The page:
They add that in acute cases, the absence of management could even lead to death.
Allergies are more common than we can imagine. However, the ubiquitous condition is not treated with the seriousness it deserves, says doctors. Dr K Thiruppathi, a citybased pulmonologist, says, “Those suffering from these allergies—be it dust or moulds—are aware of it. However, from not following medication to not seeking treatment at all, allergies are the most underdiagnosed and undertreated conditions.” He adds that genetic factors play a major role in allergies.
He explains that when the body senses a foreign substance, called antigen, the immune system is triggered. It normally protects the body from bacteria and toxins. Its overreaction to a harmless substance (an allergen) is called a hypersensitivity reaction, or an allergic reaction.
He adds, “An antibody known as immunoglobulin gamma E (IgE) causes allergic reactions by attacking substances that are foreign. When IgE attacks, it causes special cells known as mast cells to release chemicals that irritate people with allergies.” Mast cells are found in large quantities in places like the nose, eyes, lungs, stomach, and intestines. As mast cells release irritating chemicals, the tissues swell and lead to other symptoms of inflammation and allergies.
Dr R Sundararaman, Internal Medicine Specialist, says exposure to dust at a young age can prevent onset of asthma. He says, “That is why the incidence of childhood asthma is lower in India when compared to the Western countries.”
Effects of not getting treated
Dr Thiruppathi says that when those with allergy ignore the medication, which is mostly corticosteroids, there are several effects- immediate and long term. “Symptoms like chest tightening will continue in some cases, while for others it could cause a remodelling of airway epithelium. Once that happens, the medication may fail to have any impact. In some of the cases, lack of management can even lead to death,” he says.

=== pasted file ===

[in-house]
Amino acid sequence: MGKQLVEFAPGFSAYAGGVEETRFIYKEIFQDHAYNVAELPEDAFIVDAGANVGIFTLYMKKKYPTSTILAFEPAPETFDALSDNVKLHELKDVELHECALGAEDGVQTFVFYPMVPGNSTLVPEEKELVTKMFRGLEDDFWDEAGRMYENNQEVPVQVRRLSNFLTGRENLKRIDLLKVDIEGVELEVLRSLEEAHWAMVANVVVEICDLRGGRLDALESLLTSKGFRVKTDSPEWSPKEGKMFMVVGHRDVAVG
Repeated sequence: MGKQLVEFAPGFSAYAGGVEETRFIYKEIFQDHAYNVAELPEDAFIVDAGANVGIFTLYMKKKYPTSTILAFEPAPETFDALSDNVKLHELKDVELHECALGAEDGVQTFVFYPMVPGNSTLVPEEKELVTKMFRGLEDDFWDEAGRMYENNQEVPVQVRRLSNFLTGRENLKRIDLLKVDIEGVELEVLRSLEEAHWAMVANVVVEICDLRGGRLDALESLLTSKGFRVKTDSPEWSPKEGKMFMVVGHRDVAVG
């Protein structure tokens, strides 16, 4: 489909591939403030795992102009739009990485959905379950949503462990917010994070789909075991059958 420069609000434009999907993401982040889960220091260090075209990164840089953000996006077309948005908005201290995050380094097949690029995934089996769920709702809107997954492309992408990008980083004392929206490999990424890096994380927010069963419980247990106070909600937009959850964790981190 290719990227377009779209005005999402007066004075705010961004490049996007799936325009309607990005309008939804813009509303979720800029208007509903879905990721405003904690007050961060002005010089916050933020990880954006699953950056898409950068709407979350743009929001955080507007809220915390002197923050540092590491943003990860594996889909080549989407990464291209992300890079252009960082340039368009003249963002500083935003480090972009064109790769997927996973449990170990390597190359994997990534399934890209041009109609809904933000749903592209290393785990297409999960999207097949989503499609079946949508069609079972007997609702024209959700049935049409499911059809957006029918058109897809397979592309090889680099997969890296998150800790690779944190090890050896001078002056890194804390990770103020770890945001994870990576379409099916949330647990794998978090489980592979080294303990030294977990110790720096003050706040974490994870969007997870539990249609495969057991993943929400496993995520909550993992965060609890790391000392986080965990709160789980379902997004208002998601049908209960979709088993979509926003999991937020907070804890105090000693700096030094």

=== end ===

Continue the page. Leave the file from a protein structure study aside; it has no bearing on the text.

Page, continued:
Food allergies, a grey area While the incidence of allergy to peanuts is higher in the Western countries, it is relatively rare in India, says Dr Sundararaman. “That could also be because children are fed peanut from a young age,” he explains. On the other hand, allergies to eggs, milk, soy, shell fish and other forms of sea foods are common, he points out.
“I have seen patients taking these allergies extremely lightly. Despite warnings, they continue to consume sea food items till they develop a severe reaction in the form of swelling of lymph nodes and have to be administered intravenous adrenaline.”
However, he adds that food allergy is a grey area in India. “We might have people who are allergic to everything from turmeric to different types of pulses."
Test for allergies
We never know the scale of the allergy till we do a test injecting several allergens in the forearm.
Many will not come forward for such a test and the other method known as radioimmunoassay, a sensitive method for measuring very small amounts of a substance in the blood doesn’t find many takers among experts,” he says.
Allergy is an exaggerated response of the immune system, often to common substances such as food or pollen.
The immune system is a complex system that normally defends the body against foreign invaders, such as bacteria and viruses, while also surveying for abnormal changes in an individual’s own cells, such as cancer.
Allergens are substances that are foreign to the body and that cause an allergic reaction.
Although many individuals outgrow allergies over time, it can develop at any age, including adulthood.